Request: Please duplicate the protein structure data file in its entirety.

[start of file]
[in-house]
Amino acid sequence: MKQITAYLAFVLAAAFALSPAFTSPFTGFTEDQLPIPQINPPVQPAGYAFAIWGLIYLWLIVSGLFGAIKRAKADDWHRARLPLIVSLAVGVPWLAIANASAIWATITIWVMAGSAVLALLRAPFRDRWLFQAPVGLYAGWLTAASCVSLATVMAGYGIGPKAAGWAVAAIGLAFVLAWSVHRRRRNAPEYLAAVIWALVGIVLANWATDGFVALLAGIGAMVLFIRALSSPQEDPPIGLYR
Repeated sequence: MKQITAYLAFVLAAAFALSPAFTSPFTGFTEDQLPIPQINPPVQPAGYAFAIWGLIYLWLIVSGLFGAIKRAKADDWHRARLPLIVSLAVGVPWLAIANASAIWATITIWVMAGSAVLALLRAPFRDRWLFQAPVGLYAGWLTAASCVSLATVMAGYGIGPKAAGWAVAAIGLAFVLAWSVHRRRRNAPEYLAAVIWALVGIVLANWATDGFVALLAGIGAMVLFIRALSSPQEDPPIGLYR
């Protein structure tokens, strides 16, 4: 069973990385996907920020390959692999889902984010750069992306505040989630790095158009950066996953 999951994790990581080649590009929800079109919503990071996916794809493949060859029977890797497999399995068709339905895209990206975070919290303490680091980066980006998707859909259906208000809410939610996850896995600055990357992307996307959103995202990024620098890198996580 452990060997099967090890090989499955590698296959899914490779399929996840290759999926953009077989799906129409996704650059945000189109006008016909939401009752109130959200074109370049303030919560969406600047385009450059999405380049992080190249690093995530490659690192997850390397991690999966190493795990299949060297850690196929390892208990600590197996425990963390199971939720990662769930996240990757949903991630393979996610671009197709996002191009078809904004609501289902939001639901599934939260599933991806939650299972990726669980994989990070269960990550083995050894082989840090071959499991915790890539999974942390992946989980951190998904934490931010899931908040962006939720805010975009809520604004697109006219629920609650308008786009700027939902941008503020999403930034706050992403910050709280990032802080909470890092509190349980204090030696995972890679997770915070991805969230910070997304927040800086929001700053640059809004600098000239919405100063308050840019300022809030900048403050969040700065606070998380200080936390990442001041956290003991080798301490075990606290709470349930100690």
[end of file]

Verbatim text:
[in-house]
Amino acid sequence: MKQITAYLAFVLAAAFALSPAFTSPFTGFTEDQLPIPQINPPVQPAGYAFAIWGLIYLWLIVSGLFGAIKRAKADDWHRARLPLIVSLAVGVPWLAIANASAIWATITIWVMAGSAVLALLRAPFRDRWLFQAPVGLYAGWLTAASCVSLATVMAGYGIGPKAAGWAVAAIGLAFVLAWSVHRRRRNAPEYLAAVIWALVGIVLANWATDGFVALLAGIGAMVLFIRALSSPQEDPPIGLYR
Repeated sequence: MKQITAYLAFVLAAAFALSPAFTSPFTGFTEDQLPIPQINPPVQPAGYAFAIWGLIYLWLIVSGLFGAIKRAKADDWHRARLPLIVSLAVGVPWLAIANASAIWATITIWVMAGSAVLALLRAPFRDRWLFQAPVGLYAGWLTAASCVSLATVMAGYGIGPKAAGWAVAAIGLAFVLAWSVHRRRRNAPEYLAAVIWALVGIVLANWATDGFVALLAGIGAMVLFIRALSSPQEDPPIGLYR
């Protein structure tokens, strides 16, 4: 069973990385996907920020390959692999889902984010750069992306505040989630790095158009950066996953 999951994790990581080649590009929800079109919503990071996916794809493949060859029977890797497999399995068709339905895209990206975070919290303490680091980066980006998707859909259906208000809410939610996850896995600055990357992307996307959103995202990024620098890198996580 452990060997099967090890090989499955590698296959899914490779399929996840290759999926953009077989799906129409996704650059945000189109006008016909939401009752109130959200074109370049303030919560969406600047385009450059999405380049992080190249690093995530490659690192997850390397991690999966190493795990299949060297850690196929390892208990600590197996425990963390199971939720990662769930996240990757949903991630393979996610671009197709996002191009078809904004609501289902939001639901599934939260599933991806939650299972990726669980994989990070269960990550083995050894082989840090071959499991915790890539999974942390992946989980951190998904934490931010899931908040962006939720805010975009809520604004697109006219629920609650308008786009700027939902941008503020999403930034706050992403910050709280990032802080909470890092509190349980204090030696995972890679997770915070991805969230910070997304927040800086929001700053640059809004600098000239919405100063308050840019300022809030900048403050969040700065606070998380200080936390990442001041956290003991080798301490075990606290709470349930100690």